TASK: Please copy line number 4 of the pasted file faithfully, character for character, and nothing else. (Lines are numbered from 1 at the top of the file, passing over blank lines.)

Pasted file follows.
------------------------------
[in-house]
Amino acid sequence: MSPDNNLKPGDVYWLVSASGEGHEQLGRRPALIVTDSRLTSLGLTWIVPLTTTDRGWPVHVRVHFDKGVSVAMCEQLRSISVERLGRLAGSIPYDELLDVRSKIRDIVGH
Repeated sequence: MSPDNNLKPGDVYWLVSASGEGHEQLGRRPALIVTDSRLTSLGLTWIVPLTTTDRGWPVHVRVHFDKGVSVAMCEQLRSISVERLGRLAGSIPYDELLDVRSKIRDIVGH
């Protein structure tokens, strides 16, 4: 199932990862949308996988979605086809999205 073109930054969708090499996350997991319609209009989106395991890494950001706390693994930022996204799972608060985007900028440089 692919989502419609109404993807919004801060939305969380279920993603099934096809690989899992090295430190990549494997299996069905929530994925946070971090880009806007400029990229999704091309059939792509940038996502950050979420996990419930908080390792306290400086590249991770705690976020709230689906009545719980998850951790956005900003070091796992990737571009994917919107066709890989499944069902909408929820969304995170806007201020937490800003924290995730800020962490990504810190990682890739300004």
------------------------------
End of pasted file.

């Protein structure tokens, strides 16, 4: 199932990862949308996988979605086809999205 073109930054969708090499996350997991319609209009989106395991890494950001706390693994930022996204799972608060985007900028440089 692919989502419609109404993807919004801060939305969380279920993603099934096809690989899992090295430190990549494997299996069905929530994925946070971090880009806007400029990229999704091309059939792509940038996502950050979420996990419930908080390792306290400086590249991770705690976020709230689906009545719980998850951790956005900003070091796992990737571009994917919107066709890989499944069902909408929820969304995170806007201020937490800003924290995730800020962490990504810190990682890739300004």